Overview

Distribution

National Distribution

Canada

Origin: Native

Regularity: Regularly occurring

Currently: Present

Confidence: Confident

Type of Residency: Year-round

United States

Origin: Native

Regularity: Regularly occurring

Currently: Present

Confidence: Confident

Type of Residency: Year-round

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Physical Description

Type Information

Type for Dermestes truncatus Casey, 1916
Catalog Number: USNM
Collection: Smithsonian Institution, National Museum of Natural History, Department of Entomology
Sex/Stage: Male; Adult
Preparation: Pinned
Locality: Ariz., Cochise, Arizona, United States
  • Type: Casey. 1916. Memoirs on the Coleoptera. 7: 180.
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Molecular Biology and Genetics

Molecular Biology

Barcode data: Dermestes maculatus

The following is a representative barcode sequence, the centroid of all available sequences for this species.


No available public DNA sequences.

Download FASTA File
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Source: Barcode of Life Data Systems (BOLD)

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Statistics of barcoding coverage: Dermestes maculatus

Barcode of Life Data Systems (BOLDS) Stats
Public Records: 1
Specimens with Barcodes: 9
Species With Barcodes: 1
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Conservation

Conservation Status

National NatureServe Conservation Status

Canada

Rounded National Status Rank: NNR - Unranked

United States

Rounded National Status Rank: NNR - Unranked

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NatureServe Conservation Status

Rounded Global Status Rank: GNR - Not Yet Ranked

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Wikipedia

Dermestes maculatus

Dermestes maculatus is a species of beetle with a worldwide distribution, being present on all continents except Antarctica. In Europe, it is present in all countries.

Description[edit]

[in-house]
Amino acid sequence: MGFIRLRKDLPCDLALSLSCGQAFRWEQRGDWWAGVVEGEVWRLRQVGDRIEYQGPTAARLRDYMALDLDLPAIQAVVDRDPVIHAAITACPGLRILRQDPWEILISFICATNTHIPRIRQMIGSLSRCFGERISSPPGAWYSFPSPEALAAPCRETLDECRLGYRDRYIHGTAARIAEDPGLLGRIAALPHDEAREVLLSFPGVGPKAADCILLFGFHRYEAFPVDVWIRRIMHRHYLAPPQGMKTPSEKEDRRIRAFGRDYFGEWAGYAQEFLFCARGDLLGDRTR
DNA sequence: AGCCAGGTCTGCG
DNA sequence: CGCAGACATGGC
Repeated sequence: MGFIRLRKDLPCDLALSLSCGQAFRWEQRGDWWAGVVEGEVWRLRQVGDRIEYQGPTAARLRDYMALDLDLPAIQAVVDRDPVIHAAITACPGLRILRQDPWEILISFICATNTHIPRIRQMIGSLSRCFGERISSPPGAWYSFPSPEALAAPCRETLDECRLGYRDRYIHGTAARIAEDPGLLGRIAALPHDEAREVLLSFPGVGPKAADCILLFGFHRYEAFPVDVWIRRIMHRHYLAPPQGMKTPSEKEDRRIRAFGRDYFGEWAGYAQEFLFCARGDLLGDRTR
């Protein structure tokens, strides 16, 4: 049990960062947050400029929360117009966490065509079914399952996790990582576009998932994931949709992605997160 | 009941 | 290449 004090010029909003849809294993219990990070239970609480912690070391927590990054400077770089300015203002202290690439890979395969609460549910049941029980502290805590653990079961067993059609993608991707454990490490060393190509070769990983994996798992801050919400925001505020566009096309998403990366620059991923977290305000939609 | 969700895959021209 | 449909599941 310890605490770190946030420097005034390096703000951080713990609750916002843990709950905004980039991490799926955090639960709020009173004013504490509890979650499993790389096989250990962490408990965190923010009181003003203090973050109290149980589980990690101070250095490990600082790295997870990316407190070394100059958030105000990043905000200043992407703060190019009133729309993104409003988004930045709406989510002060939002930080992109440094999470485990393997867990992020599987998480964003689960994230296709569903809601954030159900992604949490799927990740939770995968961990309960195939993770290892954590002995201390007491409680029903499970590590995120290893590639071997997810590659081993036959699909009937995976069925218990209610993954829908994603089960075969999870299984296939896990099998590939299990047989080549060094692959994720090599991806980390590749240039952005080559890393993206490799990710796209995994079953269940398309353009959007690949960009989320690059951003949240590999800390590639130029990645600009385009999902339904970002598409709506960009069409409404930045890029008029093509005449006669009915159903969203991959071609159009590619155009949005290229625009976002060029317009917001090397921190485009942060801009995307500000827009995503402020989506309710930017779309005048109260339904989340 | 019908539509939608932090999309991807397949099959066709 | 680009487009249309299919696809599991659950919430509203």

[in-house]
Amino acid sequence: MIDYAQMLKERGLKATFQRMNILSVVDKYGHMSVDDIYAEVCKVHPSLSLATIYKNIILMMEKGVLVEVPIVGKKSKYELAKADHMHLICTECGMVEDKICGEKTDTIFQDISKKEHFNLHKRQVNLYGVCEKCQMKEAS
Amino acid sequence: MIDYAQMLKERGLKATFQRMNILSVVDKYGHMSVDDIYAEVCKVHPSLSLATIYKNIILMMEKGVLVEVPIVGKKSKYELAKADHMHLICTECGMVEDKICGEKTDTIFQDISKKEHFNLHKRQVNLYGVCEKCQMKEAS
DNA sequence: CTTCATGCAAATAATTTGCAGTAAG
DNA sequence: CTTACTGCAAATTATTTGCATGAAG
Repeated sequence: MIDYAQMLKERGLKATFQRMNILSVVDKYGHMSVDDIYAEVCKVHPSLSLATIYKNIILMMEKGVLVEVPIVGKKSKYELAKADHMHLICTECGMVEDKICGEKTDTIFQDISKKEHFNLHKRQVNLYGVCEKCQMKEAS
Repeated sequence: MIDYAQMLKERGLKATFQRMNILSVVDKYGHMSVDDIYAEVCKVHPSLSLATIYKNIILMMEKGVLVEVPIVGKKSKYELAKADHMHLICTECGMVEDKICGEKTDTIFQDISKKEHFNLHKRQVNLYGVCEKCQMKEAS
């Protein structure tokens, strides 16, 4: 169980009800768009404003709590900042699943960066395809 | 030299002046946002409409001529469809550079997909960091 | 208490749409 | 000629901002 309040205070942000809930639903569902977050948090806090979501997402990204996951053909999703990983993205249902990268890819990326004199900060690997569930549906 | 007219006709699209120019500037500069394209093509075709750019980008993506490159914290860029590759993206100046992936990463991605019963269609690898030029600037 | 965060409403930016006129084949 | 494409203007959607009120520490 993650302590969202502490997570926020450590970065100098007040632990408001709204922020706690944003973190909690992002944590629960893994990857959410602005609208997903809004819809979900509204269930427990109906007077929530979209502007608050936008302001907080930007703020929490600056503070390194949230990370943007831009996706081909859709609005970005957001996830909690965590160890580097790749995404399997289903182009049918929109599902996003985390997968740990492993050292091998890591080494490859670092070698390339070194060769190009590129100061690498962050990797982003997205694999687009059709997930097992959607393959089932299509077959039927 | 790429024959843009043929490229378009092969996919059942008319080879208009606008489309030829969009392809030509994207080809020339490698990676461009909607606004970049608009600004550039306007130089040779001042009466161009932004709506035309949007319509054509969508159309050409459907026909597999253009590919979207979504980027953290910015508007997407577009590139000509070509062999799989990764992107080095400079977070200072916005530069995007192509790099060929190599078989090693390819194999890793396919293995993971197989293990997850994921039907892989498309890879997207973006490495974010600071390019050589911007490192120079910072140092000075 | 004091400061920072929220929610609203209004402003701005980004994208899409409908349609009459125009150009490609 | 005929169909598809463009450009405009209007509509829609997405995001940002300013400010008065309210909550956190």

The beetle is black or dull and usually hairy. The species is often found underneath dead animals that have decomposed for several days to weeks. Their eating habits can cause a dead animal to become just a skeleton.[1] The appearance of the beetle on decomposing remains of humans and other animals can be used to estimate postmortem interval in cases of suicide, homicide, or unattended death. The adults generally arrive within 5 to 11 days following an animal's death. They live for five to seven weeks.[2]

Pests[edit]

The beetle feeds on carrion and dry animal products. They are pests of the silk industry in Italy and India. Dried fish, cheese, bacon, dog treats, and poultry are some of the foods that the beetle gets into.[2] The beetle has been known to attack and eat live turkeys.[3]

Larvae[edit]

The bodies of the larvae are covered in setae. The bottom of the abdomen is yellowish-brown while the dorsal surface is dark brown, usually with a yellow line in the middle. There are two urogomphi that are on the upper surface of the last segment and curve upward and away from the tip of the abdomen. The pupa is shaped like an oval, is usually smaller than the larvae, and do not have setae.[2] The first documented case of papular urticaria was caused by the larvae.[4] No preference was found for the larvae out of calf meat, chicken meat, and pellet feed for rodents.[3] The pupae may be cannibalized by the larvae.[5]

Use in skeleton preparation[edit]

Dermestes maculatus is the species of carrion beetle typically used by universities and museums to remove the flesh from bones in skeleton preparation. Human and animal skeletons are prepared using this method and the practice has been in use for over 150 years.[6]

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